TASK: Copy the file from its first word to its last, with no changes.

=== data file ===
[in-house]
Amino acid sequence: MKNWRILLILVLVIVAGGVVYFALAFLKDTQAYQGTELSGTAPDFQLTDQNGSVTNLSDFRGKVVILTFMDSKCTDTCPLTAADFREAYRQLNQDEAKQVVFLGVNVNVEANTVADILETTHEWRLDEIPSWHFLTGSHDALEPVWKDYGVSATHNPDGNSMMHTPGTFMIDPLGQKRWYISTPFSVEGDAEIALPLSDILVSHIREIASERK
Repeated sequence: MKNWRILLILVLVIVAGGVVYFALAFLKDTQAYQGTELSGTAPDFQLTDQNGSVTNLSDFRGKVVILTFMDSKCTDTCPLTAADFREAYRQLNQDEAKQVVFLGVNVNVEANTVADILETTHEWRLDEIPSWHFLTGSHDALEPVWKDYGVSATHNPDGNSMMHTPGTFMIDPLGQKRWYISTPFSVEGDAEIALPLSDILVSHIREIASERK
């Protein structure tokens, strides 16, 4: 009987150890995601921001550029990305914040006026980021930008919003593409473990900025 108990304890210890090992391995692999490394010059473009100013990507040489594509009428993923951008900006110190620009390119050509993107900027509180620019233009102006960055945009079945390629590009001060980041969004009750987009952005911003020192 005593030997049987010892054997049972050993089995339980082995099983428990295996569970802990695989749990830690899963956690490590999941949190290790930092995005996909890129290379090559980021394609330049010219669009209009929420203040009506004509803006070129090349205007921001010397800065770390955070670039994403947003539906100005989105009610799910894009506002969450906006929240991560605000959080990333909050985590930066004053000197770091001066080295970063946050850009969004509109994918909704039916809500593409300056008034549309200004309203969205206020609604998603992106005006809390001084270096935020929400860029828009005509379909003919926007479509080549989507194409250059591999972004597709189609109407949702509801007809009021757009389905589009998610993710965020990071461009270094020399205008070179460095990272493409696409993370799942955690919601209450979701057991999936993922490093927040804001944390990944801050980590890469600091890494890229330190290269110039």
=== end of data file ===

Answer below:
[in-house]
Amino acid sequence: MKNWRILLILVLVIVAGGVVYFALAFLKDTQAYQGTELSGTAPDFQLTDQNGSVTNLSDFRGKVVILTFMDSKCTDTCPLTAADFREAYRQLNQDEAKQVVFLGVNVNVEANTVADILETTHEWRLDEIPSWHFLTGSHDALEPVWKDYGVSATHNPDGNSMMHTPGTFMIDPLGQKRWYISTPFSVEGDAEIALPLSDILVSHIREIASERK
Repeated sequence: MKNWRILLILVLVIVAGGVVYFALAFLKDTQAYQGTELSGTAPDFQLTDQNGSVTNLSDFRGKVVILTFMDSKCTDTCPLTAADFREAYRQLNQDEAKQVVFLGVNVNVEANTVADILETTHEWRLDEIPSWHFLTGSHDALEPVWKDYGVSATHNPDGNSMMHTPGTFMIDPLGQKRWYISTPFSVEGDAEIALPLSDILVSHIREIASERK
């Protein structure tokens, strides 16, 4: 009987150890995601921001550029990305914040006026980021930008919003593409473990900025 108990304890210890090992391995692999490394010059473009100013990507040489594509009428993923951008900006110190620009390119050509993107900027509180620019233009102006960055945009079945390629590009001060980041969004009750987009952005911003020192 005593030997049987010892054997049972050993089995339980082995099983428990295996569970802990695989749990830690899963956690490590999941949190290790930092995005996909890129290379090559980021394609330049010219669009209009929420203040009506004509803006070129090349205007921001010397800065770390955070670039994403947003539906100005989105009610799910894009506002969450906006929240991560605000959080990333909050985590930066004053000197770091001066080295970063946050850009969004509109994918909704039916809500593409300056008034549309200004309203969205206020609604998603992106005006809390001084270096935020929400860029828009005509379909003919926007479509080549989507194409250059591999972004597709189609109407949702509801007809009021757009389905589009998610993710965020990071461009270094020399205008070179460095990272493409696409993370799942955690919601209450979701057991999936993922490093927040804001944390990944801050980590890469600091890494890229330190290269110039």